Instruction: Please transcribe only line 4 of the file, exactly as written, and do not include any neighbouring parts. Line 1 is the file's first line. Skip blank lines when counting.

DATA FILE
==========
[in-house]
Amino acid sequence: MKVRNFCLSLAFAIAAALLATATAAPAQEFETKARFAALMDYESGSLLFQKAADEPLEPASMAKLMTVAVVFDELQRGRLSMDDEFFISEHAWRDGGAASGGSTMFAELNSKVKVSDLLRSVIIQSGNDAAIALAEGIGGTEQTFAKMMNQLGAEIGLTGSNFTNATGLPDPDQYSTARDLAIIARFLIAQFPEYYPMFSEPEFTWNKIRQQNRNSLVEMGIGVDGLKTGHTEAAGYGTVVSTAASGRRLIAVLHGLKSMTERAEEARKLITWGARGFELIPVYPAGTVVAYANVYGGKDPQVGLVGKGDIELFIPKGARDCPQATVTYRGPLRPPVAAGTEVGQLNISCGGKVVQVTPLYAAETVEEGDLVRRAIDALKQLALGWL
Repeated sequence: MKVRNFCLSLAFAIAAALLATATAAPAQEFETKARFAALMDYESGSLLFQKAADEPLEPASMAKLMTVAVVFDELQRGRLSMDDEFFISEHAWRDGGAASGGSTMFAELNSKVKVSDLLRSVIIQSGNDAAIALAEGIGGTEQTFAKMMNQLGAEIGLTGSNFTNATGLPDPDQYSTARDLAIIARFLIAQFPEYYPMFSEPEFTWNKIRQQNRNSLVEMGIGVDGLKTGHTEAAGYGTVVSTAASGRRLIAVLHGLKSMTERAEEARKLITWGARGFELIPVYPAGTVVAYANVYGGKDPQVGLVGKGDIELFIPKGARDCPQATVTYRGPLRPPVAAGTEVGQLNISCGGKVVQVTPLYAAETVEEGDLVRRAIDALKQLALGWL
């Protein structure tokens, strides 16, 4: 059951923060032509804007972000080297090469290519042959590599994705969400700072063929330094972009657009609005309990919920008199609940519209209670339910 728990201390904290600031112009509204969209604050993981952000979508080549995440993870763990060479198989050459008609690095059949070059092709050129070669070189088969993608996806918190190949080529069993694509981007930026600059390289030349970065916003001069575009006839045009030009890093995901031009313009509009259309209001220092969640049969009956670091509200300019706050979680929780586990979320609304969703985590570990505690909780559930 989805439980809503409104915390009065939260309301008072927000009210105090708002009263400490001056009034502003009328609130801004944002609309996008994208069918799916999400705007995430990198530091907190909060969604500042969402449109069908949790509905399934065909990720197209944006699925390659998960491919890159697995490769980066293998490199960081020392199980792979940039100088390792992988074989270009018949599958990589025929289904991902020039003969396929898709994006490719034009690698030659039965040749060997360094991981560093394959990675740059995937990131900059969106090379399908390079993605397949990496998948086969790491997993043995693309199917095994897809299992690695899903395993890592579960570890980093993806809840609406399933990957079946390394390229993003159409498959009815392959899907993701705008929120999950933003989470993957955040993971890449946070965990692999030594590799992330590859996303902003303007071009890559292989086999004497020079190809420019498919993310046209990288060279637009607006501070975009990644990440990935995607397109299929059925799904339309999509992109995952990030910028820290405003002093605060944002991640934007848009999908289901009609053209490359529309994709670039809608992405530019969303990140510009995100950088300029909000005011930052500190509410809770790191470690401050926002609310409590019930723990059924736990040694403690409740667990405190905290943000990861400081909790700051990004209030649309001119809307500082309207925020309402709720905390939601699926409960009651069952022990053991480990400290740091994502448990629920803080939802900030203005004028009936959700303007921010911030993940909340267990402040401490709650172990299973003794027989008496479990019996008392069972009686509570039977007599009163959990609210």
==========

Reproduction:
């Protein structure tokens, strides 16, 4: 059951923060032509804007972000080297090469290519042959590599994705969400700072063929330094972009657009609005309990919920008199609940519209209670339910 728990201390904290600031112009509204969209604050993981952000979508080549995440993870763990060479198989050459008609690095059949070059092709050129070669070189088969993608996806918190190949080529069993694509981007930026600059390289030349970065916003001069575009006839045009030009890093995901031009313009509009259309209001220092969640049969009956670091509200300019706050979680929780586990979320609304969703985590570990505690909780559930 989805439980809503409104915390009065939260309301008072927000009210105090708002009263400490001056009034502003009328609130801004944002609309996008994208069918799916999400705007995430990198530091907190909060969604500042969402449109069908949790509905399934065909990720197209944006699925390659998960491919890159697995490769980066293998490199960081020392199980792979940039100088390792992988074989270009018949599958990589025929289904991902020039003969396929898709994006490719034009690698030659039965040749060997360094991981560093394959990675740059995937990131900059969106090379399908390079993605397949990496998948086969790491997993043995693309199917095994897809299992690695899903395993890592579960570890980093993806809840609406399933990957079946390394390229993003159409498959009815392959899907993701705008929120999950933003989470993957955040993971890449946070965990692999030594590799992330590859996303902003303007071009890559292989086999004497020079190809420019498919993310046209990288060279637009607006501070975009990644990440990935995607397109299929059925799904339309999509992109995952990030910028820290405003002093605060944002991640934007848009999908289901009609053209490359529309994709670039809608992405530019969303990140510009995100950088300029909000005011930052500190509410809770790191470690401050926002609310409590019930723990059924736990040694403690409740667990405190905290943000990861400081909790700051990004209030649309001119809307500082309207925020309402709720905390939601699926409960009651069952022990053991480990400290740091994502448990629920803080939802900030203005004028009936959700303007921010911030993940909340267990402040401490709650172990299973003794027989008496479990019996008392069972009686509570039977007599009163959990609210």